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TRAVEL & LEISURE

Lake Tekapo Is Now Home to a Multimillion-Dollar Astronomy Centre

The indoor astronomy centre will combine Māori astronomy and science.
By Rachel Stone
July 15, 2019
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Lake Tekapo Is Now Home to a Multimillion-Dollar Astronomy Centre

The indoor astronomy centre will combine Māori astronomy and science.
By Rachel Stone
July 15, 2019
  shares

Thanks to its spectacular, unpolluted night skies, the area surrounding the South Island's Lake Tekapo (Aoraki Mackenzie) is recognised as an International Dark Sky Reserve. The region — the largest dark sky reserve in the world — attracts astronomers and physicists from all over the world to complete astronomical research as well as those just keen to cop uninterrupted views of the Milky Way.

The stargazing hotspot is now home to a multimillion-dollar astronomy centre. Located right on the Lake Tekapo (Takapō) lakefront, Dark Sky Project offers the world's first indoor, multimedia experience combining Māori astronomy and science. The Project worked with local tribal groups, leading Māori astronomy expert Professor Rangi Mātāmua and the University of Canterbury to bring to life the stories of the universe.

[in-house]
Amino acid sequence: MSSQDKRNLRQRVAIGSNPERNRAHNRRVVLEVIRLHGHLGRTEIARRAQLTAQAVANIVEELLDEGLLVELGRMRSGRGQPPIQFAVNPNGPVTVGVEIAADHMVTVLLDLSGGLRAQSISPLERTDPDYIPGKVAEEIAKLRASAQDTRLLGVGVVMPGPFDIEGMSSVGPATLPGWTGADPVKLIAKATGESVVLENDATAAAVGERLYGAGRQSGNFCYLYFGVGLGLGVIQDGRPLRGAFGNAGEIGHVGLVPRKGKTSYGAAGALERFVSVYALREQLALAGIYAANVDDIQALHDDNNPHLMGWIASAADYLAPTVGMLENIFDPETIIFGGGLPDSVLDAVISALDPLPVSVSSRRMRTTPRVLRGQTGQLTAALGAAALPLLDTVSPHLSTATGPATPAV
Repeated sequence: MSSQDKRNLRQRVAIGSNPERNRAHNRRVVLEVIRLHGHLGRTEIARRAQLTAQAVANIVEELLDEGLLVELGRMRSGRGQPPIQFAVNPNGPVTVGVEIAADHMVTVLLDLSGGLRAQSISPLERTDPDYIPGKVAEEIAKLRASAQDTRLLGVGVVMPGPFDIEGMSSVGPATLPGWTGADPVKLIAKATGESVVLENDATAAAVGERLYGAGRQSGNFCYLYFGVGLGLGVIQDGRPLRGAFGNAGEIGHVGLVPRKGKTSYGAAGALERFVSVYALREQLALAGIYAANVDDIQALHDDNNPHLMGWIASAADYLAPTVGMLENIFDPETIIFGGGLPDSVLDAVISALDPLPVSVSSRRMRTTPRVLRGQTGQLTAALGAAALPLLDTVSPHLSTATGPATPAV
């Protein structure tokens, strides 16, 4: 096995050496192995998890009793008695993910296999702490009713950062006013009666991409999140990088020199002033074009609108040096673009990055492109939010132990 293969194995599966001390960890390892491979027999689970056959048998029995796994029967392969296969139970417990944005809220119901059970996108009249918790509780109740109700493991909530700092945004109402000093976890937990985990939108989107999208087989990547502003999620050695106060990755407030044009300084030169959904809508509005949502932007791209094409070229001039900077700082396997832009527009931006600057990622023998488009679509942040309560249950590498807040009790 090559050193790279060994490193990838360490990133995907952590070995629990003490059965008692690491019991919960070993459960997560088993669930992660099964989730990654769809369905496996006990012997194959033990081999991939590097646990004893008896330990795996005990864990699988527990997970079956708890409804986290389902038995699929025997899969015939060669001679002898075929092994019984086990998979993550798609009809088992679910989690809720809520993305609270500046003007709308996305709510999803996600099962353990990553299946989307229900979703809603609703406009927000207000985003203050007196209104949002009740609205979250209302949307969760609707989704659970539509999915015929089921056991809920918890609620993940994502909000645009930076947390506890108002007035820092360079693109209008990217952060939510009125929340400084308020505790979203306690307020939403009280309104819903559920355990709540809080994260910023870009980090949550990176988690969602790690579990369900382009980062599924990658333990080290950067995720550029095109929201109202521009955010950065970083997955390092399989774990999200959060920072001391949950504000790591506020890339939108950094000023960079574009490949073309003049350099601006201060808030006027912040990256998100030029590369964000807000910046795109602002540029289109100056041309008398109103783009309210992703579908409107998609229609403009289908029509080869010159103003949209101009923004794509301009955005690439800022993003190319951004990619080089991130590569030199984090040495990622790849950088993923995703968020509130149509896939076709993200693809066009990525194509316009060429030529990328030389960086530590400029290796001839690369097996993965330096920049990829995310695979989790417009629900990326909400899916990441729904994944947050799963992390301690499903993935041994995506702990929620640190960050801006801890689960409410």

The 1140sqm centre includes a new lakeside diner, while a large observatory dome houses the 125-year-old Brashear Telescope. The Victorian telescope, which stands up to nine metres tall, is part of the new 45-minute Dark Sky Experience.

The guided experience, which allows visitors to stargaze even when the sun is shining, has been designed to reflect some of the research undertaken by the University of Canterbury at the Mt John Observatory as well as tātai aroraki (Māori astronomy). The experience provides multi-sensory interactions to help visitors to understand the scale of the universe, the wonder of its creation from both a scientific and cultural perspective, as well as some recent discoveries.

Find the Dark Sky Project at 1 Motuariki Lane, Lake Tekapo.

Published on July 15, 2019 by Rachel Stone

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